Norwegian breeders are going to court again after banning salmon in Canada – E24

Norwegian breeders are going to court again after banning salmon in Canada – E24

This is happening because Canadian authorities are going to phase out salmon farming in an area on the West Coast, out of consideration for the endangered wild salmon and the majority of the indigenous population.

Norwegian agricultural giants like Mowi and Grieg have previously gone to court to stop restrictions on salmon farming in Canada. The country’s indigenous people have fought for years against salmon farmers to protect wild salmon. The photo is an illustration taken during a previous inspection of a farm on the west coast of Canada.
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On Canada’s west coast, several Norwegian agricultural companies are involved in a long-running dispute between industry, Aboriginal people, environmental organizations and authorities.

Now Grieg Seafood, Mowi and Cermaq will go to court again, after Canadian authorities opted earlier this year not to renew licenses in an area in British Columbia (BC) on Canada’s west coast, according to recent court documents.

Grieg’s Director of Communications, Kristina Fornes, explains that the deadline for appeal expired on March 20, and so they are now going to court to obtain more information about the process that led to the decision not to renew the licenses.

In the previous round, it was found that the process that led to the decision was not good enough and had to be done again. We’d like to get some insight into how the process went this time, which could be useful with you in the future, she tells E24.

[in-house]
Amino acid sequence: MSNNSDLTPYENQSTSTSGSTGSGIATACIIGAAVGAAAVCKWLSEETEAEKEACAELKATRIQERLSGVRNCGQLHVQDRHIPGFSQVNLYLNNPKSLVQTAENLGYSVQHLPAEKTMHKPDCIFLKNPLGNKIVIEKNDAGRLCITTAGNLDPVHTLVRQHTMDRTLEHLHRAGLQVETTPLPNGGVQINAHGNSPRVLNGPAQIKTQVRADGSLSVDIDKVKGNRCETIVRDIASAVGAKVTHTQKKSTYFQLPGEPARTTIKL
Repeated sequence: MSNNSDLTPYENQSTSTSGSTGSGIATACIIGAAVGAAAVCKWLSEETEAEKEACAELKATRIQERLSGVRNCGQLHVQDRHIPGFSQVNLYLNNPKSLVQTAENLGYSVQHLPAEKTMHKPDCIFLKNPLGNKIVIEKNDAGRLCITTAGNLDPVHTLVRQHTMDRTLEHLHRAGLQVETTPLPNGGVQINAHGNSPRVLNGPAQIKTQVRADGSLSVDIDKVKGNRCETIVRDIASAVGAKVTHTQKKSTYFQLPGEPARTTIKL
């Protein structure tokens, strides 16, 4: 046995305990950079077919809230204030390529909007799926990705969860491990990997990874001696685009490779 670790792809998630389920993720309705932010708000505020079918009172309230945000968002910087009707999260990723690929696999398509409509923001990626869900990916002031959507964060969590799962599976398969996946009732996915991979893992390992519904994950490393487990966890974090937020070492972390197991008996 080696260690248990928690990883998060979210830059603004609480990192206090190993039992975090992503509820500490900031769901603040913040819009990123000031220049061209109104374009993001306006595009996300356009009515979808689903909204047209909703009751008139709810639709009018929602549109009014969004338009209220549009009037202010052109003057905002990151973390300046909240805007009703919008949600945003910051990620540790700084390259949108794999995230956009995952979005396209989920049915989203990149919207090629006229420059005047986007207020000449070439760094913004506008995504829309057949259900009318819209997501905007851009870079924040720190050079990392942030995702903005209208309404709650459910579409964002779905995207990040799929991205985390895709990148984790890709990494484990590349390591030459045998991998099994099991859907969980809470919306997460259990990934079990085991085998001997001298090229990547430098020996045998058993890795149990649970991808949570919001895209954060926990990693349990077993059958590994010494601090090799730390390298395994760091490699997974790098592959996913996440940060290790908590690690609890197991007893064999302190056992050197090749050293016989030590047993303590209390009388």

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Greg had a plant in this area.

Industry organization BC Salmon Farmers, which includes Norwegian Mowi and Grieg, blamed the decision Irresponsible and destructiveand claims that it is not based on science.

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Salmon farming company on land: – It grows faster than the sea

The indigenous people of the area (First Nations) have fought for years to farm salmon in the area, in order to conserve the endangered wild salmon.

In recent years, there has been an increase in brutal abuses against indigenous peoples in Canada, and the country is now in the process of increasing focus on the rights of indigenous peoples.

struggle for a year

In 2021, among others, Mowi, Grieg Seafood, and Cermaq went to court to stop the government’s decision to phase out farming licenses around British Columbia’s (BC) Discovery Islands on Canada’s west coast.

The court agreed with the companies that the decision was invalid due to the process, but after a new process, it was decided in February not to renew the 15 licenses.

– Canadian Fisheries Minister Joyce Murray said in connection with the decision that the situation of wild salmon in the Pacific Ocean is critical, and we must do what we can to ensure that they survive.

– This was a difficult, but necessary decision. She added that by taking an enhanced precautionary approach in the Discovery Islands region, the Government of Canada will help ensure the good condition of wild Pacific salmon for our children and grandchildren.

Read also

Indigenous people against Norwegian breeders in Canada: – It is an attack on our people

Total phase out?

The big question, which could have dire consequences for Norwegian companies, is what the country will do with the overarching goal of phasing out all open farming on the coast in British Columbia, which has long been a goal of the government.

Neither Mowi nor Cermaq have had any comments yet on this matter to E24.

Canada is one of the largest producers of farmed salmon in the world, while Norway, Chile and Scotland are the largest. Norwegian companies are important players in all of these countries.

Dalila Awolowo

Dalila Awolowo

"Explorer. Unapologetic entrepreneur. Alcohol fanatic. Certified writer. Wannabe tv evangelist. Twitter fanatic. Student. Web scholar. Travel buff."

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